TEHRAN (Reuters) – Iranian banks are not moving funds from Europe, the head of a state bank was quoted as saying, contradicting reports that Tehran was withdrawing assets in the face of tightening sanctions over its nuclear program.
“Such an issue has not ever been put forward,” Ali Divandari, managing director of Bank Mellat, was quoted as telling the semi-official Mehr News Agency on Tuesday.
His comments were also carried by newspapers on Wednesday. “Iranian banks do not have any problem with European banks and there is no reason for (transferring) Iranian banks’ assets from European banks,” Iran News quoted him as saying.
An Iranian weekly previously said Iran has withdrawn $75 billion from Europe to prevent the assets from being blocked under threatened new sanctions over its disputed atomic plans.
Western powers are warning the Islamic Republic of more punitive measures if it rejects an incentives offer and presses on with sensitive nuclear work, but the oil-rich country is showing no sign of backing down.
The Shahrvand-e Emrouz weekly quoted Mohsen Talai, deputy foreign minister in charge of economic affairs, as saying that a part of Iran’s assets in European banks had been converted to gold and shares and another part transferred to Asian banks.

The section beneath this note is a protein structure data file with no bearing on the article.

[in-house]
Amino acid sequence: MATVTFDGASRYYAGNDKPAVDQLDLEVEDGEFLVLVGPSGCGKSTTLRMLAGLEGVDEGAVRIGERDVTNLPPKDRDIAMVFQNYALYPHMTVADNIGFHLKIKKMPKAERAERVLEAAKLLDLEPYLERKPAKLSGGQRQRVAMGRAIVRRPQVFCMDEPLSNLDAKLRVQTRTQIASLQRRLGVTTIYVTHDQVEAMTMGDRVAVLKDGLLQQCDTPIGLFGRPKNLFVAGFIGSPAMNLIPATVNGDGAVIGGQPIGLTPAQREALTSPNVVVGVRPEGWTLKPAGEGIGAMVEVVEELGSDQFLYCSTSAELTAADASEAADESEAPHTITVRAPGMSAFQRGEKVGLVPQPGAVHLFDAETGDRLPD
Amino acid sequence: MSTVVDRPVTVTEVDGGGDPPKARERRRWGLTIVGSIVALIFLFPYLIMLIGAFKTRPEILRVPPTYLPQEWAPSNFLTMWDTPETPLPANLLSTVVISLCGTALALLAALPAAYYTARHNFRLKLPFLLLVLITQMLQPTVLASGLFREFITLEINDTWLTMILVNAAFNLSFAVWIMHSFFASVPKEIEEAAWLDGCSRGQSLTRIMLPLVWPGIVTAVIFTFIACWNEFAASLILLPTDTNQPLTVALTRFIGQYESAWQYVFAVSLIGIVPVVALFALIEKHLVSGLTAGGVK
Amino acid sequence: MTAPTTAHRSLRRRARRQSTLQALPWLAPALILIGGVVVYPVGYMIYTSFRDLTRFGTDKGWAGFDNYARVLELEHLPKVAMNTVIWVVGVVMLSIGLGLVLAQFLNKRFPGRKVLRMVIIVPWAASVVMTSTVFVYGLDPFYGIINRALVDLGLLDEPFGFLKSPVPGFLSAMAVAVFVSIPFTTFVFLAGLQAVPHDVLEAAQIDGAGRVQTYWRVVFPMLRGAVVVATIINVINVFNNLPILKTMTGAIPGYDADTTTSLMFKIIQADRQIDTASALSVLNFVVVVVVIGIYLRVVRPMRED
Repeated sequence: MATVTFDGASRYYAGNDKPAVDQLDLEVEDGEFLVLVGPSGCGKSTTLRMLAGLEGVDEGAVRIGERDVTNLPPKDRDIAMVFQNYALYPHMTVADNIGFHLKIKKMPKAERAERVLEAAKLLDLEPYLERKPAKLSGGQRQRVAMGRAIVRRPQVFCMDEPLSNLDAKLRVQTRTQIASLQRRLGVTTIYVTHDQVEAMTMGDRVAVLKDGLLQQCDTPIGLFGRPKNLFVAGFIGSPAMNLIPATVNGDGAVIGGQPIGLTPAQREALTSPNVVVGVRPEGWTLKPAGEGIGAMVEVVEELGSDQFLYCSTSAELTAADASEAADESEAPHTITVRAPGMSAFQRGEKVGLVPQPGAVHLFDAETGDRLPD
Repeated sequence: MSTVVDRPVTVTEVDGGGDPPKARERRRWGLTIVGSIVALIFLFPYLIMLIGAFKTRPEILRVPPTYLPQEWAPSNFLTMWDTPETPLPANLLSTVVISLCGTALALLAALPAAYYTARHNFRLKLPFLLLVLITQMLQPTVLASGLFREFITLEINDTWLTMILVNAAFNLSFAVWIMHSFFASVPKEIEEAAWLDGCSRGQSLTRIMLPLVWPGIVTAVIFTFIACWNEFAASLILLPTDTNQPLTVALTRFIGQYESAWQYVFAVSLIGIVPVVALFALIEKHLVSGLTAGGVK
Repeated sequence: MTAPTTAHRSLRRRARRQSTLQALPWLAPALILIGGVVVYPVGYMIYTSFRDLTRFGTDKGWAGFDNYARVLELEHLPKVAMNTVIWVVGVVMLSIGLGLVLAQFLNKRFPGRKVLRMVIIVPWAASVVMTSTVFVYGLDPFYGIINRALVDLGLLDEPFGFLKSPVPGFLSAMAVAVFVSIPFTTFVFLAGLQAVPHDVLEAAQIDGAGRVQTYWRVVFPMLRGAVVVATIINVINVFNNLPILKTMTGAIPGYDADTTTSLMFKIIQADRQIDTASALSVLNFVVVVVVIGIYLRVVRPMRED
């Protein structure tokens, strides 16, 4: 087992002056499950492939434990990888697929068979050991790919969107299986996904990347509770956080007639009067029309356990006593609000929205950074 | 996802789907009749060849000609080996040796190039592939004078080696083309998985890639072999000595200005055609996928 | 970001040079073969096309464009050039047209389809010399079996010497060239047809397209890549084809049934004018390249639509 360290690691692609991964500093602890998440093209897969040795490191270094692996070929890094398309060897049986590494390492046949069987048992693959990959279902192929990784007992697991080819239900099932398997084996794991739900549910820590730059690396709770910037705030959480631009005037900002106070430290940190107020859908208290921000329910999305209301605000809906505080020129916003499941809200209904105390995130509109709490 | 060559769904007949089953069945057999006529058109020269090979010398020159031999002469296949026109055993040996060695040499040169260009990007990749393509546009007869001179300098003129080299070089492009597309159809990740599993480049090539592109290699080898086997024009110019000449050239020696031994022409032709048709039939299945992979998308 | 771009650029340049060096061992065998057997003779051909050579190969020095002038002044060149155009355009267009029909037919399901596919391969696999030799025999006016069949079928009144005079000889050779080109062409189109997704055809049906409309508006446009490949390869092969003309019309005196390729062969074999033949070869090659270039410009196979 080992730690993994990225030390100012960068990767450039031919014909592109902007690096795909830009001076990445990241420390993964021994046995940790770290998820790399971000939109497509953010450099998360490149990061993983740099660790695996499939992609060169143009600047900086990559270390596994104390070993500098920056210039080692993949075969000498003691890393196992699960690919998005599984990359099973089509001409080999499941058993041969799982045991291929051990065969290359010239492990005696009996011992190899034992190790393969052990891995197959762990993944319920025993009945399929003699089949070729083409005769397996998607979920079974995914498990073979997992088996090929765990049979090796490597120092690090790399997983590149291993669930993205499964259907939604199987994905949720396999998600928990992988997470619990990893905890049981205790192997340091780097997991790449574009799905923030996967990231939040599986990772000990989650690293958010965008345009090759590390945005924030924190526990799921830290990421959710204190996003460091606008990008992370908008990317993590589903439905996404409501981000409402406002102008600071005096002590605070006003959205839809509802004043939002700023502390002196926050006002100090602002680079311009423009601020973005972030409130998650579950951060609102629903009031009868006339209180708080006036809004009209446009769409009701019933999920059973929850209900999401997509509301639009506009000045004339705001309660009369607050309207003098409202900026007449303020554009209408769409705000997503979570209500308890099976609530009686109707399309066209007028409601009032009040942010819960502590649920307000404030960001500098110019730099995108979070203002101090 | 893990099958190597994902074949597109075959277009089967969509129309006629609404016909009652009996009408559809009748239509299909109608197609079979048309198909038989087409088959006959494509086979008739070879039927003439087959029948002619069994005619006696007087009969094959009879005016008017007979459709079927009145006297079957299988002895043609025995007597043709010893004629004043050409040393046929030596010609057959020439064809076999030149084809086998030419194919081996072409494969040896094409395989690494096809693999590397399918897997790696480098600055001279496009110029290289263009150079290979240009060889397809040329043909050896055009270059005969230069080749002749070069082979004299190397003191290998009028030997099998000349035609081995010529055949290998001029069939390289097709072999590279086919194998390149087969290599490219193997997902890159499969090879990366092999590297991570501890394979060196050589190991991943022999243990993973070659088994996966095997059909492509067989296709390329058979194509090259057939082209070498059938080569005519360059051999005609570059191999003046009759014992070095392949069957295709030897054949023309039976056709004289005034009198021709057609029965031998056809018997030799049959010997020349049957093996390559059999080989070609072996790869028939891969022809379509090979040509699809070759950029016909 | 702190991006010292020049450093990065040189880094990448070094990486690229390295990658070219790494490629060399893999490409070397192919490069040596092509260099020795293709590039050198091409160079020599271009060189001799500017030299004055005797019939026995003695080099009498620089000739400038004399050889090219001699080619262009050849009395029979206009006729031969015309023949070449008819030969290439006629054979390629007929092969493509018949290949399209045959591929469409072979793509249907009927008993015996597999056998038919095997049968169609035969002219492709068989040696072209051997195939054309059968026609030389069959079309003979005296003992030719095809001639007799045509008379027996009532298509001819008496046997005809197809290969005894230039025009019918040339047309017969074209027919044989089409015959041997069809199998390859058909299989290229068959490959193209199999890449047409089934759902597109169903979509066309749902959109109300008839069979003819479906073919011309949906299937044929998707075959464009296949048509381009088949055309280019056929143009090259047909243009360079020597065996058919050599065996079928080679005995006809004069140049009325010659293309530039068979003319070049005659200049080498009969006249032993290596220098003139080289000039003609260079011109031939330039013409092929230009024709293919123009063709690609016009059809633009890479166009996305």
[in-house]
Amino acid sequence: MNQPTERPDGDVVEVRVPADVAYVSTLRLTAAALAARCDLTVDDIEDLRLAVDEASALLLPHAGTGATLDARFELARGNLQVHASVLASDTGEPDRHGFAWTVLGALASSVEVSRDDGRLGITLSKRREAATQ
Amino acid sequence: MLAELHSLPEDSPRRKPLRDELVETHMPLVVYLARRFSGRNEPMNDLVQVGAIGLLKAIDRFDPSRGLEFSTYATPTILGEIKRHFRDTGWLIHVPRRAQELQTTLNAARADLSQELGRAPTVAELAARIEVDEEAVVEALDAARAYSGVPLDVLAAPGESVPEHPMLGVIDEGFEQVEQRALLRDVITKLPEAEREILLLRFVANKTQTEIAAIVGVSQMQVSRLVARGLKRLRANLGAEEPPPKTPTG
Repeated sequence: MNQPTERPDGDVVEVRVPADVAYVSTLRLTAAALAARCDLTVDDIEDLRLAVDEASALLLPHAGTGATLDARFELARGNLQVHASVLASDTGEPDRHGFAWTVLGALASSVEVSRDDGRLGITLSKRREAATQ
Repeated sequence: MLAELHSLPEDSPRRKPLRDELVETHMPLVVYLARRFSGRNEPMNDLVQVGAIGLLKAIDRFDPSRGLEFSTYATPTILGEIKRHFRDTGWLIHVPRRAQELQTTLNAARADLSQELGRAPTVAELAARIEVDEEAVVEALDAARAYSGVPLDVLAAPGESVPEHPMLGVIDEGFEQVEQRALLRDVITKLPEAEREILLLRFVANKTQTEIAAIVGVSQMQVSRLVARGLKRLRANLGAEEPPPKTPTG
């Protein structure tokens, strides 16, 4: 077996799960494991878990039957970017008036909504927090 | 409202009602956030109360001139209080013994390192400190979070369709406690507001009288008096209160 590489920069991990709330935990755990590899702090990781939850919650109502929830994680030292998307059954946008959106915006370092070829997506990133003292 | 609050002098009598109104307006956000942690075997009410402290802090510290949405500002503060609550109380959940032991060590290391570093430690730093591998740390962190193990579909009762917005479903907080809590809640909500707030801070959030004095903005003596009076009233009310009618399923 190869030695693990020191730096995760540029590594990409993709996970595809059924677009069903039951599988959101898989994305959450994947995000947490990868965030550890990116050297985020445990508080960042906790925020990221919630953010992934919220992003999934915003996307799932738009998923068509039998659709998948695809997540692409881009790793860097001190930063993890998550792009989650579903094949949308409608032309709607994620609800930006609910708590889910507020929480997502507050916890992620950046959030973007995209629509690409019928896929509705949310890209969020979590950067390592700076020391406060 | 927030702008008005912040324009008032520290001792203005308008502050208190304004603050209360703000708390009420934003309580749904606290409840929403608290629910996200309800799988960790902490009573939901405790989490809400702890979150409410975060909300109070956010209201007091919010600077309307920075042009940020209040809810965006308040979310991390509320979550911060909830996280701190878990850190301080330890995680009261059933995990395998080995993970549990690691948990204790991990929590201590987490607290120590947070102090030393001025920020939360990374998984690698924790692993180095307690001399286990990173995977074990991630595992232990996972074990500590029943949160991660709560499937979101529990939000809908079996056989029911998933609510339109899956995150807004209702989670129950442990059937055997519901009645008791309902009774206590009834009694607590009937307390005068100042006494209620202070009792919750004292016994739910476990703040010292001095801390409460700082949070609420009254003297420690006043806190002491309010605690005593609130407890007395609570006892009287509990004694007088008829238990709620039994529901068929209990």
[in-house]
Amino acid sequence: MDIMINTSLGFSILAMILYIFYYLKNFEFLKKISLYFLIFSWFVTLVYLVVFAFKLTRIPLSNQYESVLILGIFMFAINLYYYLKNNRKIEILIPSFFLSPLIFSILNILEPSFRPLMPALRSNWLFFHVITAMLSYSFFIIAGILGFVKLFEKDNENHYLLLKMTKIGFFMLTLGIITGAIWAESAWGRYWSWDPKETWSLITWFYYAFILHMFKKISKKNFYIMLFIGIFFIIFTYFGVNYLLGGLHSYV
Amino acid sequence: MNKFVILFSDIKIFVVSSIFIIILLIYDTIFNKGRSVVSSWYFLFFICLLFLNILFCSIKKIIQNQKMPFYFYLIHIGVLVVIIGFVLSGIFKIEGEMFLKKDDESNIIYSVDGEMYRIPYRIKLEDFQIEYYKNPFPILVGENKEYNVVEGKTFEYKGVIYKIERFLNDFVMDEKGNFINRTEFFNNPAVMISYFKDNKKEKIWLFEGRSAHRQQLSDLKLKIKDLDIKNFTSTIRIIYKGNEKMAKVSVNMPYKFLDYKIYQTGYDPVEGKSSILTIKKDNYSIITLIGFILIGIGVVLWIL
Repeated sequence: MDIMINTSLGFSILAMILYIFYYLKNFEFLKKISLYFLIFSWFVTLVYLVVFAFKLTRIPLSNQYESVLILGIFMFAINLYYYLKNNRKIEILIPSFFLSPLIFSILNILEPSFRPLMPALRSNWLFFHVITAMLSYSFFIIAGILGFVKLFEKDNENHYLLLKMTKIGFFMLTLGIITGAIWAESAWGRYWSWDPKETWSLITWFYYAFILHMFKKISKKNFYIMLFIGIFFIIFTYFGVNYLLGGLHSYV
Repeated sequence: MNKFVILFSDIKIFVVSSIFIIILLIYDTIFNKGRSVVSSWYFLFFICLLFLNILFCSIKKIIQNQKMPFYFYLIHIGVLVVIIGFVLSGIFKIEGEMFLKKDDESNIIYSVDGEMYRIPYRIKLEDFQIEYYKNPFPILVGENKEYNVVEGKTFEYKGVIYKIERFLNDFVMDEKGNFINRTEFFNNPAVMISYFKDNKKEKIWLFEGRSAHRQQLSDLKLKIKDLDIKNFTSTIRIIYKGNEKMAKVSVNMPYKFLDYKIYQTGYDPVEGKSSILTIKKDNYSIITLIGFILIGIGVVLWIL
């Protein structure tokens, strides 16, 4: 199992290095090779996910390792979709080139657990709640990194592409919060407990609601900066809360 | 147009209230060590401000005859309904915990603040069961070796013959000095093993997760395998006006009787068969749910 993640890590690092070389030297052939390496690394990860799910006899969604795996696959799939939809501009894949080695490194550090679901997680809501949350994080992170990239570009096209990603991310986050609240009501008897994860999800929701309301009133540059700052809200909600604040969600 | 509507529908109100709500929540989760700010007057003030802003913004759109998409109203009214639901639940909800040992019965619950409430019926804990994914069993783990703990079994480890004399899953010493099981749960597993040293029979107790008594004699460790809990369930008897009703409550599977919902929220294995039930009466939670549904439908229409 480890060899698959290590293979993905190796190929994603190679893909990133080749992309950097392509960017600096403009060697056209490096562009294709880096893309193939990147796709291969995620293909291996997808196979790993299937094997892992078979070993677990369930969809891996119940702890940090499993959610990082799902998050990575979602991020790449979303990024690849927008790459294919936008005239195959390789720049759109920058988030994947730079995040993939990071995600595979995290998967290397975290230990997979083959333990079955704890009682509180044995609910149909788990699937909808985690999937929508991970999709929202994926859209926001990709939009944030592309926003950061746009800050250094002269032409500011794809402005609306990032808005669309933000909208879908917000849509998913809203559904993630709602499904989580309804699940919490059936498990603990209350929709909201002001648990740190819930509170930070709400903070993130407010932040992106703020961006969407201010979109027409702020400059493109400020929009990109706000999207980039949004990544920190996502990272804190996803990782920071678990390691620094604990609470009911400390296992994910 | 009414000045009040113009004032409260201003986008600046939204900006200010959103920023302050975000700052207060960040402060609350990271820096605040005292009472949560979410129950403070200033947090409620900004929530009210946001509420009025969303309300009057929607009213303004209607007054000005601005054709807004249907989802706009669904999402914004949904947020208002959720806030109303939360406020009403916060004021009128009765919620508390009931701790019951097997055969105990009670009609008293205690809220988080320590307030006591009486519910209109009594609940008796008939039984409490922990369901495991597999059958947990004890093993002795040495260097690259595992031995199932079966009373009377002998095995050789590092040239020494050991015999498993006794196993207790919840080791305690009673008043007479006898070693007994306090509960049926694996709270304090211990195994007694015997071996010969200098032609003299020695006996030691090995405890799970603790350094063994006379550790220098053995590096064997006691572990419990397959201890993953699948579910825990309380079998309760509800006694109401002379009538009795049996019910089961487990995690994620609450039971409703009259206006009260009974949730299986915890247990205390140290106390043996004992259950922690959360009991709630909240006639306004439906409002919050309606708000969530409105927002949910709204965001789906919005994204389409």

Iran’s Etemad-e Melli newspaper, also quoting Talai, last week reported that the world’s fourth-largest oil exporter was withdrawing assets from Europe but did not give figures.
Iran has again ruled out suspending uranium enrichment despite the offer by six world powers of help in developing a civilian nuclear program if it stopped activities the United States and others suspect are designed to make bombs.
The offer — agreed last month by the United States, Britain, Russia, China, Germany and France and presented to Iran on Saturday — is a revised version of one rejected by Tehran two years ago.
Iran’s refusal to suspend nuclear enrichment, which can provide fuel for power plants or material for weapons if refined much more, has drawn three rounds of U.N. sanctions since 2006. Tehran says it only aims to generate electricity.
EU diplomats have said the bloc is preparing an asset and funds freeze on Iran’s biggest bank, state-owned Bank Melli, but that it first wants to see how Tehran responds to the new offer.
The United States imposed sanctions on Bank Mellat and other Iranian bodies, including part of Iran’s military, in October.
Bank Mellat has dismissed as “baseless” the U.S. charges, which included accusing it of providing banking services to support Iran’s nuclear activities.
Iran is making windfall gains from record global oil prices and said in April its foreign exchange reserves stood at more than $80 billion.